Table of Contents

Title Page
Christian Dahl
Joseph Dale
William H. Dalton
A. J. Davenport
Captain James E. Davidson
John Davidson
Captain Ezra H. Davis
Captain Henry W. Davis
Oscar F. Davis
Captain R.A. Davis
Richard Davis
Oscar F. Davis and William I. Davis
Captain Erastus Day
Captain Joseph Day
Joseph Day, Jr.
Captain George Y. Dayton
A. C. Decatur
Wilson De Hart
Captain Thomas De Largie
Edward Dempsey
William F. Dempsey
Captain John J. Denstaedt
William Dent
Harvey Depuy
E. Detlefs
Detroit, Belle Isle & Windsor Ferry Company, Detroit, Michigan
Captain George L. Dewolf
J. W. Dickinson
Joseph R. Diebold
Henry C. Dilgart
George A. Dingman
Captain William Disher
Captain Lawrence Distel
Captain Henry E. Ditzel
Edward T. Dixon
Captain John Doherty
George H. Dolan
Captain William S. Dolloff
Captain John A. Donahue
Captain Patrick Donahue
David Donaldson
Captain David Donaldson
Grant Donaldson
John Donaldson
Robert Donaldson
William R. Donaldson
James Donnelly
James B. Donnelly
William Doran
Thomas C. Dorey
Captain F. A. Dority
Charles Dovey
Captain David F. Doville
Captain Egbert Doville
Captain Joseph Doville
Captain Henry S. Downer
Captain Rosel Downer
Bernard Doyle
P. H. Doyle
Daniel C. Drackett
John Drackett
Captain Albert B. Drake
Captain James Drake
Charles W. Draper, Sr.
Charles W. Draper, Jr.
Frank Dresbach
John C. Drexler
Captain D. Driscoll
Thomas Drysdale
Captain John Wesley Duddleson
Ed. R. Dungan
Captain James S. Dunham
Captain J. Dunn
Captain John Dunseith
Captain George Lyman Durand
Oliver E. Durrant
Captain Sylvanus Dusenberry
Captain Selah Dustin
Ashley & Dustin
Captain William J. Dwyer
E. Dyble
Patrick Dyer
Table of Illustrations

Joseph R. Diebold

Joseph R. Diebold is the son of Charles and Mary (Doherty) Diebold, and was born April 1, 1872, at Buffalo. Charles Diebold formerly owned a hotel on Ohio street in that city, but at the present time is the proprietor of a store on Main street, and is closely associated and well acquainted with marine men of the Great Lakes, who frequently visit Buffalo.

Until his fifteenth year the subject of this sketch attended the public schools of his native city, at that time entering the employ of E. & B. Holmes, where he served an apprenticeship of three years in the machinist's trade. He then left Buffalo and entered the employ of the Globe Iron Works Company, at Cleveland, where he remained eighteen months, after which he spent the same length of time on the steamer New York, as oiler. From this boat he went on the steamer A.L. Hopkins, as second engineer, and in the same position spent one season on each of the steamers: Montana, Vega, George N. Orr and North Land.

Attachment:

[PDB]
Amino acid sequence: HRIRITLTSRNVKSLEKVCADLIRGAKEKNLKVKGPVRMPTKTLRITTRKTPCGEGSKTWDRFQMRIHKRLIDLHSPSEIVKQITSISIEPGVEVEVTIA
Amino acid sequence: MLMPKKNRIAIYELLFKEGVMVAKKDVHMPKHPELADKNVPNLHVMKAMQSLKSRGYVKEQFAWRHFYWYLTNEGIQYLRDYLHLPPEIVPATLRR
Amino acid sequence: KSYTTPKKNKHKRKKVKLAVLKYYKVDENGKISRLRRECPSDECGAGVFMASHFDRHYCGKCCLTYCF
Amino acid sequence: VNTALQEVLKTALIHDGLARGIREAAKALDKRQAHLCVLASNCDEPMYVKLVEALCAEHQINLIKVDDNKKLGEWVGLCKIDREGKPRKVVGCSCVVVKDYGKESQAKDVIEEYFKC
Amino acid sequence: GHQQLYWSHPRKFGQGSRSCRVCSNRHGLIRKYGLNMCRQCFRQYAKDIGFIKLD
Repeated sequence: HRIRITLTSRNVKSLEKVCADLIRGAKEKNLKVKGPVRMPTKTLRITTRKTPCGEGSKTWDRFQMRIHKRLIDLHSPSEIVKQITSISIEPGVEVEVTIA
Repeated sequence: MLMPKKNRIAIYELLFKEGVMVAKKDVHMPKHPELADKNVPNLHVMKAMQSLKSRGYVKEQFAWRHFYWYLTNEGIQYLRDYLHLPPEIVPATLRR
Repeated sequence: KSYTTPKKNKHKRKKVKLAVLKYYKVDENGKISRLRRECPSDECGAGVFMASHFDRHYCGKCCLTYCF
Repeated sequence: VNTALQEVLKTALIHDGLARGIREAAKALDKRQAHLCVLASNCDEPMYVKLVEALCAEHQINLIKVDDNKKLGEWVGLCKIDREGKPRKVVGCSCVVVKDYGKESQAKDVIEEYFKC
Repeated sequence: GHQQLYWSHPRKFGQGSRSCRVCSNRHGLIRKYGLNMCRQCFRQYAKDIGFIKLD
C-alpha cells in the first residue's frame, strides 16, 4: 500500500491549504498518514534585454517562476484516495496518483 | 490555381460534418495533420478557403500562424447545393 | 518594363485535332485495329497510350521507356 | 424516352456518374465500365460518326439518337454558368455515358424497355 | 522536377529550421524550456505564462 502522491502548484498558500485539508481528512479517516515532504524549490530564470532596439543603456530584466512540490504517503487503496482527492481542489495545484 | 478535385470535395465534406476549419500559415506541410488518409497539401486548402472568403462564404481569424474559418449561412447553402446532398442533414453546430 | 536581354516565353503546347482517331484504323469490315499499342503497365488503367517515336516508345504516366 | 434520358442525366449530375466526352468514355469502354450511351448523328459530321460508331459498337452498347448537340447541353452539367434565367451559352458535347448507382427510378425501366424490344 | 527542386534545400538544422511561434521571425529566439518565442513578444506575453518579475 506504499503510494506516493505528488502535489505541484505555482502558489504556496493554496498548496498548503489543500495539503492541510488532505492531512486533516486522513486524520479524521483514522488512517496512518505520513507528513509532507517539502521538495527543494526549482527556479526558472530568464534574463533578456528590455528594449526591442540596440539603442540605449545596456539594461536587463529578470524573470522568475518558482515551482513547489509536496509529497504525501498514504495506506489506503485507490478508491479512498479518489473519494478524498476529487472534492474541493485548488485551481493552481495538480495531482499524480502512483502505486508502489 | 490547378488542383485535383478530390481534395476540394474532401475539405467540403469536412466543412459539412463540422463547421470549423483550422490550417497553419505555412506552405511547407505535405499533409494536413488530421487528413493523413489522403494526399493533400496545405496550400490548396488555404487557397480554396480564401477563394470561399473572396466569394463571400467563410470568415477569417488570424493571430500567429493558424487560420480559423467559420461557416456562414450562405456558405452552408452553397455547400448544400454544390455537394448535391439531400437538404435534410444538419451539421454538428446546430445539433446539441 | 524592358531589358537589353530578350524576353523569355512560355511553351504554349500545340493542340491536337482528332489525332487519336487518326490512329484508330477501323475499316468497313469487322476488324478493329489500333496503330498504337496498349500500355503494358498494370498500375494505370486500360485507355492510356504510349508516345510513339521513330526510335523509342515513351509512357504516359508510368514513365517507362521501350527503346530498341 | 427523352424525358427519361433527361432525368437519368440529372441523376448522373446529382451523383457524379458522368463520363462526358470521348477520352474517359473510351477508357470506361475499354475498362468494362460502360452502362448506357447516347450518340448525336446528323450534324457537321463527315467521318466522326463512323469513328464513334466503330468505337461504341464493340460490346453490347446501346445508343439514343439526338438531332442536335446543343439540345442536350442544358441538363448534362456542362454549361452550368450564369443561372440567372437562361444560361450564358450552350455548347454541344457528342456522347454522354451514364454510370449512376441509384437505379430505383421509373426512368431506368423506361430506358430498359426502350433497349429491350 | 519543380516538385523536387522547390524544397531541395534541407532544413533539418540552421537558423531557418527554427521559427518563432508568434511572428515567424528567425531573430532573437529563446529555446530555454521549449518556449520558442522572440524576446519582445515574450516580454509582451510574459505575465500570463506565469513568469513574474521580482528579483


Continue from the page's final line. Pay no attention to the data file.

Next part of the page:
In August, 1896, Mr. Diebold accepted the position of machinist in the Buffalo Waterworks, and there remained until January 1, 1897, when he was appointed engineer of the Police Headquarters building, which position he holds at the present time.

Mr. Diebold has proved himself to be thoroughly competent in all departments of his chosen occupation, and a successful future for him seems certain. His position is one of responsibility, and is highly complimentary to one of his age. He is unmarried, and resides with his parents at No. 91 Eastwood Place. Socially, he is a member of Marine Engineers Beneficial Association No. 1.


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Volume I

This version of Volume II is based, with permission, on the work of the great volunteers at the Marine Captains Biographies site. To them goes the credit for reorganizing the content into some coherent order. The biographies in the original volume are in essentially random order.

Some of the transcription work was also done by Brendon Baillod, who maintains an excellent guide to Great Lakes Shipwreck Research.